The fact that the “Swiss documentary confederation” is now so diverse is undoubtedly due to its geographical and cultural position, which has enabled it to draw on the various tendencies that have informed the history of the genre. But a truly comprehensive analysis cannot overlook the role played by some of its founding fathers, who, right from the start, were able to look beyond national borders and develop a modern film language of their own yet also encouraged subsequent generations to follow their example. Amongst them, a special role should be acknowledged for a woman whose softly spoken manner belied a steely resolve and a very precise idea of what she wanted to do: Jacqueline Veuve.
Trained as an ethnologist, Jacqueline Veuve decided to collaborate with two scholars who, from the 1950s on, had been interested in the potential that lightweight film cameras offered to develop and clarify their research. After working with Jean Rouch in France and Richard Leacock in the United States, Jacqueline Veuve used these methods to explore her own country as a field for a unique series of investigations. Like her mentors, Jacqueline’s approach was extraordinarily adaptive, able to combine the distance needed to “understand” the subject in question but in a spirit of empathy that characterises modern film. Over the course of a long career, her filmmaking practice developed in parallel with that of technology, yet this never altered her bond of affection with the subjects she filmed. Whether dealing with the restricted circle of her own family or the wider one of Alpine culture, a social survey of a market village or the practice of wine growing and production that veers between the artisanal and the industrial, Veuve fashioned a unique vision of Switzerland in which Swiss audiences could find themselves reflected, and those audiences followed her every step of the way, eventually making her a well-known and well loved figure. The final sign of the affection in which she was held, and the importance of her role, was demonstrated at the Swiss Cinema Prizes awards night a month or so ago (which Jacqueline was unable to attend in person due to illness)).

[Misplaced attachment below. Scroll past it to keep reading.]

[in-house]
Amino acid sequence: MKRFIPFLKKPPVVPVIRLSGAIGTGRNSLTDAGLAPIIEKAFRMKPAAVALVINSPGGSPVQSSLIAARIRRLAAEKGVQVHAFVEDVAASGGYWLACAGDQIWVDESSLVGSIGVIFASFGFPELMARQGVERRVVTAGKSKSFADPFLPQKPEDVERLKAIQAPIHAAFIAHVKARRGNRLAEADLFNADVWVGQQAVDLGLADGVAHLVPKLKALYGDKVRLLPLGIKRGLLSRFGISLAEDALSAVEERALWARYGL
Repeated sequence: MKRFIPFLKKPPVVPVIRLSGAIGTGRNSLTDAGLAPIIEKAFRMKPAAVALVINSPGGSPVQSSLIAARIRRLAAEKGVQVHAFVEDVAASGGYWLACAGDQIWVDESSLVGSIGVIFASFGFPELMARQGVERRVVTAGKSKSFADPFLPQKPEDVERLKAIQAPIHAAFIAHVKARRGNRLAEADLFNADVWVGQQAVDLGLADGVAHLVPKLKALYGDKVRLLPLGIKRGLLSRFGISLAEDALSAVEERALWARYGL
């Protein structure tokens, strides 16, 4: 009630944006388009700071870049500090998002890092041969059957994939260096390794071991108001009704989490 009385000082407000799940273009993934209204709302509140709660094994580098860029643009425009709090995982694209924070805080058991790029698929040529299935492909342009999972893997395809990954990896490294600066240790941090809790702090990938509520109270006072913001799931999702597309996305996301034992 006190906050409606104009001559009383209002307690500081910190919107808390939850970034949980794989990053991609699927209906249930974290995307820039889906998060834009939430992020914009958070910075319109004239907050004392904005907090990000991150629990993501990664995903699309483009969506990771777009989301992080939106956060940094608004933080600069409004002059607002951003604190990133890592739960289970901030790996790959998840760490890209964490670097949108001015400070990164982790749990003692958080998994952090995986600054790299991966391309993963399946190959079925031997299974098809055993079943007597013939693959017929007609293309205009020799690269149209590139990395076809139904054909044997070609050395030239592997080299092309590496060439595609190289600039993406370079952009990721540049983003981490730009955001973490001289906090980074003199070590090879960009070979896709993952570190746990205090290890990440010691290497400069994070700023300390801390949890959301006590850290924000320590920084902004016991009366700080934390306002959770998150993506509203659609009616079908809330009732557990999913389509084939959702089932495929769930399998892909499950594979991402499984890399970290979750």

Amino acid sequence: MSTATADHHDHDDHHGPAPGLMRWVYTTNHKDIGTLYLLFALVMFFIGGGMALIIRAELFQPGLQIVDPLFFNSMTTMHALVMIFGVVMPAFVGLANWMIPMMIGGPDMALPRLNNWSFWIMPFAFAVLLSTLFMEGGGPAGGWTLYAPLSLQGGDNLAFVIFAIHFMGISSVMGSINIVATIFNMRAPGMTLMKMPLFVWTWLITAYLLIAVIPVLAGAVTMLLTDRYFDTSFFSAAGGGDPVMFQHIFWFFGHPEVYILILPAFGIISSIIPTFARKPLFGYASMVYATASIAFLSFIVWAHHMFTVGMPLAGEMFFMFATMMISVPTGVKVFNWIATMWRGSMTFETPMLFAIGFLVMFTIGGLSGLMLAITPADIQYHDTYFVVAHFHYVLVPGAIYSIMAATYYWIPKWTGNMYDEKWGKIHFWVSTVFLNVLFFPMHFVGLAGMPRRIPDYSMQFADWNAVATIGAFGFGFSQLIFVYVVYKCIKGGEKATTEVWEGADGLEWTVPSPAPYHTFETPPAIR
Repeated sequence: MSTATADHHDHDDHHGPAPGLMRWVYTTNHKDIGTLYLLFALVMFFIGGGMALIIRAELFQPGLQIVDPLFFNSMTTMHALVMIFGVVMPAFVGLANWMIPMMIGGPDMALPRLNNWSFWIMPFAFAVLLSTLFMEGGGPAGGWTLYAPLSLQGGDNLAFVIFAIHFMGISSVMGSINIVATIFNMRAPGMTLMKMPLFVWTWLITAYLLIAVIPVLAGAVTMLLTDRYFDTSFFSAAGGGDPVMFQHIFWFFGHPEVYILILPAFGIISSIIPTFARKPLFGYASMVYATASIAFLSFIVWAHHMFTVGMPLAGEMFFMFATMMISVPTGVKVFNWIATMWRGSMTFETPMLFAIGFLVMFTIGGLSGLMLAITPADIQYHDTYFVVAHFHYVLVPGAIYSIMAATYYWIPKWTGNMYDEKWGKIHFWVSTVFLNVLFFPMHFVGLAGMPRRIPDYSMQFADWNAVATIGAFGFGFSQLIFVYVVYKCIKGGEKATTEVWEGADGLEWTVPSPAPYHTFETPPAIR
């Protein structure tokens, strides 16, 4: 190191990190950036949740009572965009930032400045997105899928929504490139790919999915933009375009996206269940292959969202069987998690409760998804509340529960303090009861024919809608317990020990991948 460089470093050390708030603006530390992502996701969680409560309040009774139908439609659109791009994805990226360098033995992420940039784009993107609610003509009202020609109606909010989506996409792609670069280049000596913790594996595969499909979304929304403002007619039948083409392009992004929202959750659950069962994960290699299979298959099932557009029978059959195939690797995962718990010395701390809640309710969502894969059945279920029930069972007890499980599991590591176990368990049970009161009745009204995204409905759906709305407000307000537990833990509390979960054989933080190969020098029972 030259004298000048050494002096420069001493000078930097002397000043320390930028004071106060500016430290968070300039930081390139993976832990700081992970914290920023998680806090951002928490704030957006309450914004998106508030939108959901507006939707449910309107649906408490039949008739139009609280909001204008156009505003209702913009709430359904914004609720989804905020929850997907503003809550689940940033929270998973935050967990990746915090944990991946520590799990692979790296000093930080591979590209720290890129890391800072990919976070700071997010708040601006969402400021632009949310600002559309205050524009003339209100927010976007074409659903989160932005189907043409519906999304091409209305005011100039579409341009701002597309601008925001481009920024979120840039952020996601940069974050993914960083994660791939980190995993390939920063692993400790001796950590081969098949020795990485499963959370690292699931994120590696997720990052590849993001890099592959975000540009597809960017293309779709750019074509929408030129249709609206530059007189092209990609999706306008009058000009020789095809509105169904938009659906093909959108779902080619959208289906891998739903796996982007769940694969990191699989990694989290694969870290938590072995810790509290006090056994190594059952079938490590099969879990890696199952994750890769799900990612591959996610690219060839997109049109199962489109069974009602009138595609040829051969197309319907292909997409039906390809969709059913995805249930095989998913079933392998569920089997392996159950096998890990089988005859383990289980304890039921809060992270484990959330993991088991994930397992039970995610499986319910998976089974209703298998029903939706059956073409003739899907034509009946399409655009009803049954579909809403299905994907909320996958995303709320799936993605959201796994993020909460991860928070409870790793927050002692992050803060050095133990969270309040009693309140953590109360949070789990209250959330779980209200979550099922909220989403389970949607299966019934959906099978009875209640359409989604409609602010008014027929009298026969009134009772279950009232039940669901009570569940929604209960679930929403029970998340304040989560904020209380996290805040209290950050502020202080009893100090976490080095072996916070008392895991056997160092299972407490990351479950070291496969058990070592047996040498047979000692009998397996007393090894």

Jacqueline Veuve’s story connects with that of the Locarno festival in two ways. It was at Locarno that she presented her first feature-length film in 1978, La mort du grand-père ou Le sommeil du juste, the portrait of a character who she continued to follow up until 2010 with C’était hier. Among the twelve films presented at Locarno, I have fond memories of La petite dame du Capitole (2006) a short dedicated to Lucienne Schnegg, a cashier at the “Capitole”, a historical cinema in Lausanne, and who also functions as its living memory. Portrayed in just a few vibrant sequences, Lucienne comes across both as a tenacious woman and a mirror image of Jacqueline herself. What stands out is the hands-on approach to a form of filmmaking that is often now considered from a more theoretical perspective. For Jacqueline making films meant getting out of the house and getting your hands dirty, never mind if it is only concerns the market next door. Making films meant having a meaningful encounter with a person, without hiding her own origins or mindset: she, a woman whose bourgeois background was far removed from that of Lucienne, was still able to engage in dialogue with her on an equal footing. Like Jacqueline, Lucienne is above all a fighter. A woman who lives in a masculine world and who does not fit the conventional female stereotype, dominant for most of the twentieth century, of the wife and mother. A woman who decided not to stay within the domestic sphere and who faces the opposite sex as an equal. Lucienne is, in the end, someone who believes in, and defends what she does with all her might. And the fact that this activity relates to the cinema is far from fortuitous. Public screenings was what the Jacqueline ultimately had in mind when she was making her films – a point it is important to underline because her films survived and resisted a period in which the documentary had no other fate than that of a TV broadcast. Conceiving of her films as made for the cinema meant prioritising the subtleties rather than the obvious when dealing with her subjects, and tone rather than emotional manipulation. Sensitive, never banal, notwithstanding a classical structure that relied on a scripted voice-over narrative, Jacqueline Veuve’s films did get seen in cinemas. And that is where the full richness of her vision of the world is found most completely.